When I worked with victims of domestic violence one of the best things we did was invite police officers into the children’s’ groups. They came with their fully uniforms, squad cars, stickers, and coloring books. We taught the children the importance of 911, of talking to the police when they felt threatened. But most importantly we taught the children that the police officer was their friend. We taught them that talking to a police when they felt threatened, of telling a police officer the truth about the violence in their homes was the right thing to do. Most of these children, and I worked with preschool and kindergarten children, had experienced a police officer coming into their homes after an incident of violence. Many of them had seen their fathers in handcuffs being removed from their homes.
One of our tasks was to counter that culture of violence with one of assurance that police are not just arresters but are also peacekeepers. Those who protect and help.
This is how we helped our little children change their clothes and put on new ones that protected them from the powers of darkness that had come into their lives through violence.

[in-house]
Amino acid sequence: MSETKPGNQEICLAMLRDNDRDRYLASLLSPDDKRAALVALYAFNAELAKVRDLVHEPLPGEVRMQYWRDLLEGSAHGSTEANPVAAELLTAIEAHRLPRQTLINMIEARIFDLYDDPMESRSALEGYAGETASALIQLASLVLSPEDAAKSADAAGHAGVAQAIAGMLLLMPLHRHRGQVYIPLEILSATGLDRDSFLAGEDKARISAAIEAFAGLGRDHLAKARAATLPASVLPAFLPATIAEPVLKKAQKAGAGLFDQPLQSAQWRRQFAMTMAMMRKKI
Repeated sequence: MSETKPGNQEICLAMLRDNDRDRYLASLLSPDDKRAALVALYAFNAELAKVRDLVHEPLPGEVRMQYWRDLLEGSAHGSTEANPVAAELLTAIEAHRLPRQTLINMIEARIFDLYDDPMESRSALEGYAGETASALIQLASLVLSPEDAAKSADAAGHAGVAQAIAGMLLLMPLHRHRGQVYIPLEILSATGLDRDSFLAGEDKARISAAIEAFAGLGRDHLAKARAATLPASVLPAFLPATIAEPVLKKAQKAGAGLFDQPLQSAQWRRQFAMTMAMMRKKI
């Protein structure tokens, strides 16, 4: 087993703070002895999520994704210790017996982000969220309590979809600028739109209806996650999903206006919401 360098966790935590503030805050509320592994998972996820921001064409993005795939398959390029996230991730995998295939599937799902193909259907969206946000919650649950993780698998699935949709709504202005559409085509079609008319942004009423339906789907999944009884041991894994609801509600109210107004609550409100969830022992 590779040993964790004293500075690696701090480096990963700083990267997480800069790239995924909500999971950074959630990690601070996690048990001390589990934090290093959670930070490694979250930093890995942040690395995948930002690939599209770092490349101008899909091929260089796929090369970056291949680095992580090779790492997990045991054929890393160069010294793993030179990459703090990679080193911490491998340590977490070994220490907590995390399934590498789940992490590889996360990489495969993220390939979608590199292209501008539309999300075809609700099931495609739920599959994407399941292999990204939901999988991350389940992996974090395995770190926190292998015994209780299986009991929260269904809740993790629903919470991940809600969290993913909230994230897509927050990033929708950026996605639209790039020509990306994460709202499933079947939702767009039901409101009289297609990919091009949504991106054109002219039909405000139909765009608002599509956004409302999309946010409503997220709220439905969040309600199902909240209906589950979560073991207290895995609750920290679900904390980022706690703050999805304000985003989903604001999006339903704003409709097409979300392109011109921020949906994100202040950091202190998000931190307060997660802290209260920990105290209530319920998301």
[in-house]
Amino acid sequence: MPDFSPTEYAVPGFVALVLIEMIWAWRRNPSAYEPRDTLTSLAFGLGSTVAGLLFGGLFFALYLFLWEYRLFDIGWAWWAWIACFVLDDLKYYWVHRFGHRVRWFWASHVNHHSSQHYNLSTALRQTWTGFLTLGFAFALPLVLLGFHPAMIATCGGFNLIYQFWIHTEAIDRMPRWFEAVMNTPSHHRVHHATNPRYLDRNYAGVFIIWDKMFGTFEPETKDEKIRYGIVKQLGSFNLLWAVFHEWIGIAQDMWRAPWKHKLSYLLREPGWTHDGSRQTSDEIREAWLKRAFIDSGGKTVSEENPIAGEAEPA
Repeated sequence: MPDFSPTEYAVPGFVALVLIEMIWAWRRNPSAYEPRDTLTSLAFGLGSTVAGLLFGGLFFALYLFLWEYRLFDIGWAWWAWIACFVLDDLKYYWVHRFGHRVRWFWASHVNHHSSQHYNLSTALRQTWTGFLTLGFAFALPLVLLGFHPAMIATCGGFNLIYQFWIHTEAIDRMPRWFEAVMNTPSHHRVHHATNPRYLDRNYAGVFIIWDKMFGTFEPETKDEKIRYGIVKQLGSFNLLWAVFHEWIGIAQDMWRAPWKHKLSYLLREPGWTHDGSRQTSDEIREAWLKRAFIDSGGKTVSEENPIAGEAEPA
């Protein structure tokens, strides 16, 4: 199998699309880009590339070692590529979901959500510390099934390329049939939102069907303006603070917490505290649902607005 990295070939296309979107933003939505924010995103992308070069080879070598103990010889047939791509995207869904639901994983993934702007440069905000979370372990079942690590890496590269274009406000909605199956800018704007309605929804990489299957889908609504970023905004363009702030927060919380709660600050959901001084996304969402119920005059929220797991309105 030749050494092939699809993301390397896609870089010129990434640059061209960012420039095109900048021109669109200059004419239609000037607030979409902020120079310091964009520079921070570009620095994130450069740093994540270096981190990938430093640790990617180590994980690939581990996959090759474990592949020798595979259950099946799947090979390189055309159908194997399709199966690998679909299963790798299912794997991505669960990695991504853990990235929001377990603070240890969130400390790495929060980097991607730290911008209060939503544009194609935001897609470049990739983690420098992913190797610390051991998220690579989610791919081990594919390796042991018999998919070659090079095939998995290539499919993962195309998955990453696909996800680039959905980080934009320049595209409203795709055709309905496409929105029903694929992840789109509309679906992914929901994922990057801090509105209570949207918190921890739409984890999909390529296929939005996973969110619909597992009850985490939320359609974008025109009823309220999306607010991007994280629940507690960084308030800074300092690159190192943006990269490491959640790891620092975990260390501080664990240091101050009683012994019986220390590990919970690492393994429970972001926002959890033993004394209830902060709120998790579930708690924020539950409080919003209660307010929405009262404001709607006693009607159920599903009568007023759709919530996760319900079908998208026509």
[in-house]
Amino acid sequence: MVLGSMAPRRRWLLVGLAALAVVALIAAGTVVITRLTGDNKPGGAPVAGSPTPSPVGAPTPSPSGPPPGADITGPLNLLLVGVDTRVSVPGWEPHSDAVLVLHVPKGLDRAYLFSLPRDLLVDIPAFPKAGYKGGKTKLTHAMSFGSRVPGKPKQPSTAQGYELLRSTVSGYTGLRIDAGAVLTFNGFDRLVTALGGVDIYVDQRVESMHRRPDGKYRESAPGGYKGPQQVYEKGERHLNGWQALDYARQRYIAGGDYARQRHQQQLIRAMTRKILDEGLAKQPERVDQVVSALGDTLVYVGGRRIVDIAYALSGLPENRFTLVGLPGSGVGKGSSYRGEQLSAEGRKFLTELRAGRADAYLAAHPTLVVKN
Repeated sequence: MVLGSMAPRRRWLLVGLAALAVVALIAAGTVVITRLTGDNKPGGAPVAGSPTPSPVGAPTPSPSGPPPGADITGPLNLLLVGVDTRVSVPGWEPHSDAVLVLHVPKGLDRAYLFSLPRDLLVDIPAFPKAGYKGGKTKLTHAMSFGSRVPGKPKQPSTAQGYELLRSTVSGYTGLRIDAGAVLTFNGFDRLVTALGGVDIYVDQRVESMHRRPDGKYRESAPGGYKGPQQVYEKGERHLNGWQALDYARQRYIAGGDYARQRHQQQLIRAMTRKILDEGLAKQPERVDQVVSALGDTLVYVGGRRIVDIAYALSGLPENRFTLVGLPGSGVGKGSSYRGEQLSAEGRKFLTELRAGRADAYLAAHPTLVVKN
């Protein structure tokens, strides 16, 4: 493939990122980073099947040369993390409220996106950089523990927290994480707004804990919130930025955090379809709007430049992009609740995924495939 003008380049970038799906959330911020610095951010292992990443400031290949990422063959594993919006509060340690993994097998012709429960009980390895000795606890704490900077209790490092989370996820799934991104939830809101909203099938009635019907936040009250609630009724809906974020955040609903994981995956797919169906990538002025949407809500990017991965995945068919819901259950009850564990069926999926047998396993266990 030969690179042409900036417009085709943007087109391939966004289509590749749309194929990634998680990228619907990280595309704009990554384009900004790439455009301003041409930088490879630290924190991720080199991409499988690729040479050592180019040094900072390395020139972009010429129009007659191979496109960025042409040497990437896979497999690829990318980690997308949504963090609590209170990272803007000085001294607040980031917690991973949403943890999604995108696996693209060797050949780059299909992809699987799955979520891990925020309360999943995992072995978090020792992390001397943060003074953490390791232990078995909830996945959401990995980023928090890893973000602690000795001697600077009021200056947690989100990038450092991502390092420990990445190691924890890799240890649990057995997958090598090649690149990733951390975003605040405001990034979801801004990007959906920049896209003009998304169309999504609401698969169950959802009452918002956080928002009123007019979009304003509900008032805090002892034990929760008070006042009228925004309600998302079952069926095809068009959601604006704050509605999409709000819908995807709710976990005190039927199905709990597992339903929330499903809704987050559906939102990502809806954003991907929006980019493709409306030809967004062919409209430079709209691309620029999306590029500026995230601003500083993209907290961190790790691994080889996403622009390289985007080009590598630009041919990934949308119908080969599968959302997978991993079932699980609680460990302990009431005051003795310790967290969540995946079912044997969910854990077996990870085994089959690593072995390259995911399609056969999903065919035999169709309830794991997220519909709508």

This is all to say that while we aren’t confronted with the type of violence and garments of war that many in our world are, there are ways that we can help ourselves and others put on the garments that protect us and re-cloth us. Garments that are truth, righteousness, peace, salvation, faith and the word of God.
But even more, even more, we must acknowledge the presence of the principalities and powers of darkness and violence that create a need to re-cloth ourselves and our neighbors.
In our baptism vows we promise to renounce the spiritual forces of wickedness, reject the evil powers of this world, AND to accept the freedom and power God gives you to resist evil, injustice, and oppression in whatever forms they present themselves.
When I was learning about the armor of God, the need for clothing of righteousness and salvation, I was taught that I was warring against personal actions, “sins”, like swearing, drinking, card playing, dancing, hanging out with the wrong crowd.